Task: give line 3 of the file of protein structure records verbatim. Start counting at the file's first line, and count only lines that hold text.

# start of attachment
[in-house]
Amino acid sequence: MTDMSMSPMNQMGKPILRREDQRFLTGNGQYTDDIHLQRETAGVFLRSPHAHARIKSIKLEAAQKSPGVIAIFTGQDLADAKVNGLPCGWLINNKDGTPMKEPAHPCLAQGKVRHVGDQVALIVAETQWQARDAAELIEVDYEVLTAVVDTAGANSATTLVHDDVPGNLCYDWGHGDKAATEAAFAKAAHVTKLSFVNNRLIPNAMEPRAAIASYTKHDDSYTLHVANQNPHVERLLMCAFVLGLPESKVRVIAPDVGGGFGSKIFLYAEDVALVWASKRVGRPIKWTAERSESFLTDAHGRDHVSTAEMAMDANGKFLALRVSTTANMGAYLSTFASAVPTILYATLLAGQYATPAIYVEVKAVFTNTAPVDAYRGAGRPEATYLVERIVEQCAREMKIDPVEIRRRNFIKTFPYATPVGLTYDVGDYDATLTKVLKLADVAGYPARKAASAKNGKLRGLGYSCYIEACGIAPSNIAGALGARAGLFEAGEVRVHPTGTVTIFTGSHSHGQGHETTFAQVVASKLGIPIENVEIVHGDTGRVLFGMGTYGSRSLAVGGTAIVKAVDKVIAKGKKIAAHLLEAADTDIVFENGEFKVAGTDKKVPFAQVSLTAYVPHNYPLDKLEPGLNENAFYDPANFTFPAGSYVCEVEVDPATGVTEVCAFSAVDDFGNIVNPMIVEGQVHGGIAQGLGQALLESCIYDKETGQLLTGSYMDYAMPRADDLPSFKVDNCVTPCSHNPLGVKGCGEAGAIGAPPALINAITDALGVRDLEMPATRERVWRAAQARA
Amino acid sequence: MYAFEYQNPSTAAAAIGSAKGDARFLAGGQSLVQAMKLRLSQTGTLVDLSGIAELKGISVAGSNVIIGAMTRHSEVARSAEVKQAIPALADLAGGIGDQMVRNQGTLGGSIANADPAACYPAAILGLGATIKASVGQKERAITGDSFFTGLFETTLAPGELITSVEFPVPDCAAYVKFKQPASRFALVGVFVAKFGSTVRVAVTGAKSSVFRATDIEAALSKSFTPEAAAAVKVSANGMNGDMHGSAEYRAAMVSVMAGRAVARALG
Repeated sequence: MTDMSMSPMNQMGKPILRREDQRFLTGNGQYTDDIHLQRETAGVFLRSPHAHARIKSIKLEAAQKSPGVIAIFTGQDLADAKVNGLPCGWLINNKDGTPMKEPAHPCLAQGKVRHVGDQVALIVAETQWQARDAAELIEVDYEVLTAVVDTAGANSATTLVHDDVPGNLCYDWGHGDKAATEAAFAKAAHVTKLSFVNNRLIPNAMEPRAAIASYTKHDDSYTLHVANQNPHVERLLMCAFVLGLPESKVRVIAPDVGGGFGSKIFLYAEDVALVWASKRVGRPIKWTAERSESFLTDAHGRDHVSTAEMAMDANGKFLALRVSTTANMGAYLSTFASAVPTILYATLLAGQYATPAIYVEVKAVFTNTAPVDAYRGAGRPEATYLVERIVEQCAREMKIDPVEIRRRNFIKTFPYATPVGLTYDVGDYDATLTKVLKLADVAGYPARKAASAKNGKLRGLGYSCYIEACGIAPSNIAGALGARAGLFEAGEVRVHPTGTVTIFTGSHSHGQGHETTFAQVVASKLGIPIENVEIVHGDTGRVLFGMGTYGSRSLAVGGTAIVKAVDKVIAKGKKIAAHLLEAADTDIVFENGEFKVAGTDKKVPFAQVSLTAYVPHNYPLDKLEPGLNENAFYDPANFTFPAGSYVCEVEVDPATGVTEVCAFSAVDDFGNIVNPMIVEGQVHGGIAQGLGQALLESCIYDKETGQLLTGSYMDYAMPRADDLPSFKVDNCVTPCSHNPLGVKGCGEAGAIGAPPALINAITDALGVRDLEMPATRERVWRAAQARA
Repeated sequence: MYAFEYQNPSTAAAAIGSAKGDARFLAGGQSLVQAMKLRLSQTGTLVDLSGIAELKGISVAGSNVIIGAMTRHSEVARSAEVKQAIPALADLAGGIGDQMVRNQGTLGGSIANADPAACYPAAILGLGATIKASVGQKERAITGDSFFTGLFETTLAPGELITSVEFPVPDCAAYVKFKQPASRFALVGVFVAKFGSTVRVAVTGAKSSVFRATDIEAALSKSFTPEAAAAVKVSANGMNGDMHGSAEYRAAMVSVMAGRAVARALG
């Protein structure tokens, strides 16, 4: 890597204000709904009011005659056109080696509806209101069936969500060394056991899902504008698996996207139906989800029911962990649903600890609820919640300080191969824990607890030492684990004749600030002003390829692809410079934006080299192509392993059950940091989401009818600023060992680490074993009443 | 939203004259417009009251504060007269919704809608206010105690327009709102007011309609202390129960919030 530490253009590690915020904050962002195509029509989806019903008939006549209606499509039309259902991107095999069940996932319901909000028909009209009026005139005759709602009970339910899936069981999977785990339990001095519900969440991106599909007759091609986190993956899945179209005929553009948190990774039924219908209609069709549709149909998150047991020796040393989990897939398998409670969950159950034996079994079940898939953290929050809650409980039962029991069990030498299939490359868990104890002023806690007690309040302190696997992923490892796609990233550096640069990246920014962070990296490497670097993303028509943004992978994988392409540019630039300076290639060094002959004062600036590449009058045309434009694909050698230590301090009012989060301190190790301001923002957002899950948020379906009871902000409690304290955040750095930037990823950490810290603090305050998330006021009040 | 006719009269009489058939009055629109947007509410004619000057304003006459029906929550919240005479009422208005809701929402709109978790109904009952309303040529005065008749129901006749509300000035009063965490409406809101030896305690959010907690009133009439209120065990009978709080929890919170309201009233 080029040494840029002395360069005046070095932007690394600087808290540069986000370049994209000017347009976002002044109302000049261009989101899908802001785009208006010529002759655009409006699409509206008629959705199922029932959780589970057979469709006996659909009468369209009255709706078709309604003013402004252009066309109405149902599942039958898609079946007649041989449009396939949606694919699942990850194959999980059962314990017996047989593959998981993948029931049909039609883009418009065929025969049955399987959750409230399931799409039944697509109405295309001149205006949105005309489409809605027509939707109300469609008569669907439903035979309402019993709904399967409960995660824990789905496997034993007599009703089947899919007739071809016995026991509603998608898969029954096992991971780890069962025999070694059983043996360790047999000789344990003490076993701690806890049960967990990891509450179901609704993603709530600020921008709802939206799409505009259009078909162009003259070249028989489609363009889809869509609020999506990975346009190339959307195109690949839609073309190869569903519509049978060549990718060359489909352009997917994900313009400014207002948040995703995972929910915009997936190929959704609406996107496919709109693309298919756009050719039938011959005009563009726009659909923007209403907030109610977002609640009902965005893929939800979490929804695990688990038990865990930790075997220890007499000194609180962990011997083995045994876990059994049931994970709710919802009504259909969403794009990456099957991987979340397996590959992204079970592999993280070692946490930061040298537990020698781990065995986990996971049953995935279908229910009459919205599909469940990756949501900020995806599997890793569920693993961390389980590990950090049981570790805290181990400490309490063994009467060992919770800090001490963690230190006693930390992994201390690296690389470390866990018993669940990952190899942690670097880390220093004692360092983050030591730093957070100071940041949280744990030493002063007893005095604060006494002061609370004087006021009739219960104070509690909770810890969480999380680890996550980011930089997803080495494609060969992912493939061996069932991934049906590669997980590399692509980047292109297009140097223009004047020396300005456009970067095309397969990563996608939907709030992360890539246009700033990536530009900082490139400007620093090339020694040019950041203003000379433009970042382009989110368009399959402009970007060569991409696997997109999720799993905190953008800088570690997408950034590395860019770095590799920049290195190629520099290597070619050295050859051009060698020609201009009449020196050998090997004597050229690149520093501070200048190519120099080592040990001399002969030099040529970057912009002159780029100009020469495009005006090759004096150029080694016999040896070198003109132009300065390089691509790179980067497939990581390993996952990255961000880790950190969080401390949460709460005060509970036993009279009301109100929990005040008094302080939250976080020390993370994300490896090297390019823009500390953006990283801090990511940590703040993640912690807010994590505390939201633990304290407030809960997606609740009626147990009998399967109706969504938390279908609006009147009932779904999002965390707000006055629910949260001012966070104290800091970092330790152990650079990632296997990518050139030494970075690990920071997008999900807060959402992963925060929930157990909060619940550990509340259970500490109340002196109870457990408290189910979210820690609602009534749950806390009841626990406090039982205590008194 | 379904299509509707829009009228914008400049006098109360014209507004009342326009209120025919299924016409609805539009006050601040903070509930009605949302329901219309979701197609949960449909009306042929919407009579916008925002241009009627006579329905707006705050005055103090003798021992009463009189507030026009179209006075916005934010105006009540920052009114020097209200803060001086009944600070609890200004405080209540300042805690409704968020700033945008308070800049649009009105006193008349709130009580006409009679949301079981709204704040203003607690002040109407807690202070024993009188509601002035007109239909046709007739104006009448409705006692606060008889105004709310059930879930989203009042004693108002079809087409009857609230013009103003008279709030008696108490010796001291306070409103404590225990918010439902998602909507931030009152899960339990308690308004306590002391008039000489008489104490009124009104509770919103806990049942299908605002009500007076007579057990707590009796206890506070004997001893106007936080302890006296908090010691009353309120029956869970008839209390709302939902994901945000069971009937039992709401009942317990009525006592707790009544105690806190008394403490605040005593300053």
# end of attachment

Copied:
Amino acid sequence: MYAFEYQNPSTAAAAIGSAKGDARFLAGGQSLVQAMKLRLSQTGTLVDLSGIAELKGISVAGSNVIIGAMTRHSEVARSAEVKQAIPALADLAGGIGDQMVRNQGTLGGSIANADPAACYPAAILGLGATIKASVGQKERAITGDSFFTGLFETTLAPGELITSVEFPVPDCAAYVKFKQPASRFALVGVFVAKFGSTVRVAVTGAKSSVFRATDIEAALSKSFTPEAAAAVKVSANGMNGDMHGSAEYRAAMVSVMAGRAVARALG